Wolf Camp by Andrea Zuill

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Written and illustrated by Andrea Zuill
(Schwartz & Wade Books, $16.99, Ages 4-8)

is reviewed today by Cathy Ballou Mealey.


Wolf Camp by Andrea Zuill picture book cover

It’s not Labor Day yet!

The shelves at the library and bookstore may be spilling over with “back-to-school” titles, but let’s hold on to summer silliness and camp craziness for just a bit longer. Truly, there is no one season for learning about how to tackle new experiences, face your fears and make new friends. Wolf Camp by Andrea Zuill is a hilarious and heart-warming picture book that will encourage young listeners and little learners to be brave and have fun, and howl in harmony as one of the pack.

Our hero is Homer, a hound dog with scrawny neck and legs, big nose and a tail that wags frantically when he’s excited. Sometimes he acts “wolfish” pouncing playfully on his pink stuffed toy moose from behind the sofa. Homer believes all dogs have a bit of inner wolf, and fantasizes about living like one of the pack, racing through the wilderness with purpose. It seems like a dream come true when an invitation to Wolf Camp (“Where every dog can live as a wolf – for an entire week!”) falls into his kibble bowl.

Homer really wants to go to Wolf Camp. He pesters his human family, bringing the invitation to their attention over and over, until they relent and agree that he can go. “I’m going to be a wolf!” thinks Homer excitedly as he heads off on a big yellow bus. The camp counselors, Fang and Grrr, are actual wolves, sharp-nosed, pointy-eared, shaggy giants. Homer’s fellow campers are a bumbling, fuzzy golden retriever named Rex and Pixie, a teeny-tiny gray Chihuahua. Homer thinks the counselors seem nice, but the wolves appear slightly skeptical about the well-hidden potential in their new recruits. Nonetheless, after a detailed safety talk, the Wolf Camp lessons begin.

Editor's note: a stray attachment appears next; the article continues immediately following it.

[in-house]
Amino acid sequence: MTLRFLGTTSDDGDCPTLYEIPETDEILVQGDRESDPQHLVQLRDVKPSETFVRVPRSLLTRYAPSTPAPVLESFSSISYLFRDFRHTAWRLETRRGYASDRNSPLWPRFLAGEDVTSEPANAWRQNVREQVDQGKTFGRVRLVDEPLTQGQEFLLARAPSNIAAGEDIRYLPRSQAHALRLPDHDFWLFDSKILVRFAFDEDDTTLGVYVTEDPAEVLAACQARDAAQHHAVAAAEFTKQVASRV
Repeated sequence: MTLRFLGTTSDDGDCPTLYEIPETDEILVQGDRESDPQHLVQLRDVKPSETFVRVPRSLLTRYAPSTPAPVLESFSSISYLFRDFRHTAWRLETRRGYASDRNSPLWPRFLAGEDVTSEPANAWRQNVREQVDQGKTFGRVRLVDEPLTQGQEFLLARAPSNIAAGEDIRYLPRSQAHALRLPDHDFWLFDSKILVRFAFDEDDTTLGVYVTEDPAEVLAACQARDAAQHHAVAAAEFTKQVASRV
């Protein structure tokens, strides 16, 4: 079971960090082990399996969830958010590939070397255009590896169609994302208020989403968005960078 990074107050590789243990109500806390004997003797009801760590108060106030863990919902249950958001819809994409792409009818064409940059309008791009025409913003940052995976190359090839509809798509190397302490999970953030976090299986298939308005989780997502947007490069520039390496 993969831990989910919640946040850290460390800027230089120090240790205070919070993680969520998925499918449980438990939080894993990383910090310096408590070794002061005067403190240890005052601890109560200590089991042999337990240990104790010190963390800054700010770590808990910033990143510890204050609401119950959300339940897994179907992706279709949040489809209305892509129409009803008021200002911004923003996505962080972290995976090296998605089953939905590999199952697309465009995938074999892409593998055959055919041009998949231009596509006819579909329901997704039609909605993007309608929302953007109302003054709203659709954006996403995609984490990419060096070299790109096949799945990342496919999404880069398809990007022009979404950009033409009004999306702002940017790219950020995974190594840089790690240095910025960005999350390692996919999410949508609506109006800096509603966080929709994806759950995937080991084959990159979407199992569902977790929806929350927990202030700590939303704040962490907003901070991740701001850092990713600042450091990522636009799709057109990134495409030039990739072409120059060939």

Zuill’s pen and ink drawings with watercolor wash are zany, charming and unbelievably expressive. She masterfully contrasts wolf and dog postures and body language, perfectly positioning their poised or clumsy bodies for stalking, howling, tracking and sleeping. The animals’ eye rolls, ear tilts, and tail movements convey oodles of meaning and emotion that enrich the wry, witty text and funny speech bubbles. It’s a guaranteed giggle when Homer pens a classic camp letter to his “people” at home, complaining about the food and bugs.

Wolf Camp is filled with loopy, lupine humor and heart. Readers will root for Homer, Rex and Pixie as they bond, persevere and slowly master the skills necessary for wolf-y, woodsy living. The new pack members succeed in earning Honorary Wolf certificates by the end of the week, but perhaps Homer has been changed forever by his wild experience. You’ll be howling with laughter throughout this silly, sweet and smart story for campers and canines alike.


Where Obtained:  I reviewed a copy of Wolf Camp from the library and received no other compensation. The opinions expressed here are my own.

  • Reviewed by Cathy Ballou Mealey